I’ve given myself one year to master the violin.

As an adult beginner, I should be playing Twinkle Twinkle; instead, I'm playing Paganini's 24th caprice.

Jedi mind tricks

I currently find myself at my second music camp of the summer:  Luzerne Music Center.  We’re in Lake Luzerne, New York which is nestled in the beautiful Adirondack mountains.  We’ve been here for a few days now, so my apologies for not posting lately (excuses, excuses) as it’s taken a few days to get internet up.

The good news though is that I’ve been practicing quite a bit since I’ve been here, and no, I didn’t forget the video camera!  The bad news is that Danielle is so busy with her students, chamber music coaching, and her own practicing and rehearsing that she doesn’t have a whole lot of time to work with a rising star like myself.

Luckily, I’m pretty good at managing my own time and my practicing so far here has gone pretty well.  Remember the ending to the theme?  The part that looks like this:

That little ending requires playing (all in first position) the second finger on the D string, then the fourth finger on the A string to get that D#, then back to the first finger on the D string and then a half step higher on the A string for an E.  So the fourth finger sort of slides up a half step while the first finger does its job on the D string.  The point of this is that it’s some finger gymnastics and definitely the most challenging passage in the theme.  I’ve had some trouble with this part before, but it’s getting better.

Interestingly, what’s helped me with this passage is something that’s happened sort of naturally.  When I first started playing, I would completely stare at my left hand the entire time.  This, of course, causes my bow to get sloppy, play on the wrong strings, too close to the bridge, etc.  Lately, I’ve done a much better job of trusting my left hand and looking at where my bow crosses the strings while I play.  It’s funny; like Obi Won said, “your eyes can deceive you…don’t trust them.”  It seems like I can “see” my left hand play without staring at it.  Maybe it’s muscle memory, maybe my ears are getting better, maybe both and something else as well.  Maybe I’m becoming a Jedi.  Whatever the case, it’s helping with that tricky last passage.

Here’s a nice slow run-through of the theme.  Notice that throughout, I snag quick glances at my left hand, but for the most part, I look at my bow:

I played this yesterday morning, and in the afternoon, Danielle gave me a little mini lesson.  I taped the entire thing, so the following video was sort of luck that I got it at all.  Danielle was helping me with my sound and intonation on the theme and I was getting frustrated by how slowly I was playing it.  She didn’t mind the speed; she just wanted me to play it smoothly and correctly.  Really not intending to tape it or anything, I just busted out with this:

OK, so it’s not the best playing ever, but we were pretty happy with it (although I do look at my left hand during the last passage!).  The sound could definitely get better, but the intonation is the best I’ve played it at that speed.  Do you notice the goofy looks on my face at times?  I didn’t originally even mean for her to take this seriously.  It’s funny; I just went for it and it turned out well.  Danielle called it an “anomaly” which I’m not exactly crazy about, but the fact is I played a bit above my station.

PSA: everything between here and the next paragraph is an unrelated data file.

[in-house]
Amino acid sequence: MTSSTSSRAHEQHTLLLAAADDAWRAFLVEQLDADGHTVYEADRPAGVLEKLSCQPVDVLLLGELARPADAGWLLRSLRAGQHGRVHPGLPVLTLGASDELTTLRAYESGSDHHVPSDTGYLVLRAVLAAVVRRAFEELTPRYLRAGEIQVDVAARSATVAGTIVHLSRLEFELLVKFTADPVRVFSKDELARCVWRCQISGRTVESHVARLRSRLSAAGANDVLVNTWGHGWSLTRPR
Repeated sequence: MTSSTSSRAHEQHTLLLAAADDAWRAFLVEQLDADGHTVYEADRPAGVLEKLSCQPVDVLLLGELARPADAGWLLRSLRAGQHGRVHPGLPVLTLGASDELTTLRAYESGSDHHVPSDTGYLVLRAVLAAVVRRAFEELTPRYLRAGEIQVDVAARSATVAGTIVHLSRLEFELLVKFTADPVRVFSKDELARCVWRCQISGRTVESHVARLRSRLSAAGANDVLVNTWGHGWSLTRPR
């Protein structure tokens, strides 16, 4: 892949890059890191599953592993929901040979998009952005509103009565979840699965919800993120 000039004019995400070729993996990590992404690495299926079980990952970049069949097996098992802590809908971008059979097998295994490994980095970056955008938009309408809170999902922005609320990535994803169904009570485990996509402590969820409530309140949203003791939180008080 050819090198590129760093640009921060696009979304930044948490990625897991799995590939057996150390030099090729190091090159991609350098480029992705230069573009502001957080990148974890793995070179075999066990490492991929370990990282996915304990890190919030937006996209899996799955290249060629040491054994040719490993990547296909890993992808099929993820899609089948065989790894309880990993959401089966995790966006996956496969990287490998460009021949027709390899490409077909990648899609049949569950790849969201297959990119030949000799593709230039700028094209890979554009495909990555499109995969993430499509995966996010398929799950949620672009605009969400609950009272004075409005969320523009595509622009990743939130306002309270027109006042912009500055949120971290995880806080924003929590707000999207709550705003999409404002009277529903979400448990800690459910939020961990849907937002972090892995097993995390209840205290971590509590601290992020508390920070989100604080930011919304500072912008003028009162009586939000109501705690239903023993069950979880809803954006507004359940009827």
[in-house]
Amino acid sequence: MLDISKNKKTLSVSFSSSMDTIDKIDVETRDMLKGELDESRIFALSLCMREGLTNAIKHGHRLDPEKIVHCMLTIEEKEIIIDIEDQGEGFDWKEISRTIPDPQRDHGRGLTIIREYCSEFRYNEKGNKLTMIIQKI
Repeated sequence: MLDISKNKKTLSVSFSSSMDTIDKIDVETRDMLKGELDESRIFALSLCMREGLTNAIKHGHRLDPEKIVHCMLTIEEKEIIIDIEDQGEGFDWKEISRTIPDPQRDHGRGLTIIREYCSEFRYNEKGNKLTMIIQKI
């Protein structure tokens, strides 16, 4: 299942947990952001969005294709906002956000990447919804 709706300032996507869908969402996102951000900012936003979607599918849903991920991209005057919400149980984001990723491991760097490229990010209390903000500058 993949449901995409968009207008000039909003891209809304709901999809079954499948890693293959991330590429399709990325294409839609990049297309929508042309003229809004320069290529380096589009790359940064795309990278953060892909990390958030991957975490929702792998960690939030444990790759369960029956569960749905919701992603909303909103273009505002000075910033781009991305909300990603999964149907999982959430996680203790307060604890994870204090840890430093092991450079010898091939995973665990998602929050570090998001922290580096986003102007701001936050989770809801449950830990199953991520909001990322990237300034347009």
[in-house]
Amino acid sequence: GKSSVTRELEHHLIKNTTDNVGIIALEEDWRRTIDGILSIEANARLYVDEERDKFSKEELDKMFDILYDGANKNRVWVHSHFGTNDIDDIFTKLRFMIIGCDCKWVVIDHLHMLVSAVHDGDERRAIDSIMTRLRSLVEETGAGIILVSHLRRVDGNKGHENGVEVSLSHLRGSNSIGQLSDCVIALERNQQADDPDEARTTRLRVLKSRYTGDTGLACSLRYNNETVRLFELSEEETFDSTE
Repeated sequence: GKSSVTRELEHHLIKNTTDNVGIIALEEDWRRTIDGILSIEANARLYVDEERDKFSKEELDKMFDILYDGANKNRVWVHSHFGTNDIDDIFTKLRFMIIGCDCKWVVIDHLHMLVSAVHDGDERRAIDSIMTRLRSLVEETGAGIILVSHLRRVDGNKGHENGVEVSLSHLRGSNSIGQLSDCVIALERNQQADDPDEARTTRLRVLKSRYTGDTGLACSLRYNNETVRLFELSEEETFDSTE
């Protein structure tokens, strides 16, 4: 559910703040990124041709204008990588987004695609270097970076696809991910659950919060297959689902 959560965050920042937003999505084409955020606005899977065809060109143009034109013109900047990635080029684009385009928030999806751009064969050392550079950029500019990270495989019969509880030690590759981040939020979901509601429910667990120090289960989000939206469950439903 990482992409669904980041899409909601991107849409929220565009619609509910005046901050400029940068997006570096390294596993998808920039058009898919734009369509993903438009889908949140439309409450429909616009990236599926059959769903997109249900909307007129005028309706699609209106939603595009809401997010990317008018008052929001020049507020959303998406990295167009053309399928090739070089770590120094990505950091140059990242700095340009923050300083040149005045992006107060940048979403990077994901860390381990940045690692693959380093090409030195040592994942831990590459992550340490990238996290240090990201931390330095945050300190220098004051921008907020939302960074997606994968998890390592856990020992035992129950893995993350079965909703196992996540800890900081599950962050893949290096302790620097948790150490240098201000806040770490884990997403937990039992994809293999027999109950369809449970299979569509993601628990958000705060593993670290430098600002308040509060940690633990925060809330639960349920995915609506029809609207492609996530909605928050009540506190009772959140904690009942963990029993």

I got another explanation that I like better than it being something supremely out of the ordinary.  Have I mentioned Elbert before?  He was at USC when Danielle was there and they both studied with Mr. Lipsett.  He’s now with the San Francisco ballet and helps Danielle with some of her students and was on faculty at Danielle’s camp.  He’s here at Luzerne now as well and he told me a story.  When he was younger, he worked on a piece (I can’t remember which one), and he only practiced it long and slow and didn’t want to pump up the tempo.  His teacher at the time (not Lipsett) told, rather ordered, him to just go for it and bust out the much faster tempo.  Just go for it!  He did and it sounded great.  Perhaps it’s an argument to just practice it slowly most of the time and then just go for it.  Danielle typically stresses building slowly to the tempo with a metronome, going faster and faster bit by bit.

Which approach is better for building speed?  Perhaps they both have their place.

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5 Comments on “Jedi mind tricks”

  1. B.Rajkumar says:

    I liked the video “Theme how I’d like to play it”. You are playing very well considering the fact that in violin you are only five months old baby.

  2. JRV says:

    Ryan V. — In my choir experience we will take the piece really fast — and honestly — it is helpful in our learning — this method I’ll bet crosses over from the voice to the violin — that was fun to watch — keep having fun with Mr. Paginini just as I’m doing in my soloing with Mr. Mozart.

    • rrvaughn says:

      Hi JRV 🙂
      The speed helps, for sure. After a while it doesn’t seem like the notes are zooming by all that fast. It’s just like juggling; at some point the balls “slow down” and it becomes manageable to keep them all in the air.

  3. Maia says:

    Hey Ryan! I tell my boy students to “use the force” aaaaall the time. Haha. Enjoyed reading this. Keep it up! 🙂

    • rrvaughn says:

      Thanks Maia! Also, when we went and ate shrimp at that place, you had a suggestion, or more of a request, for the blog. Do you remember what it was?


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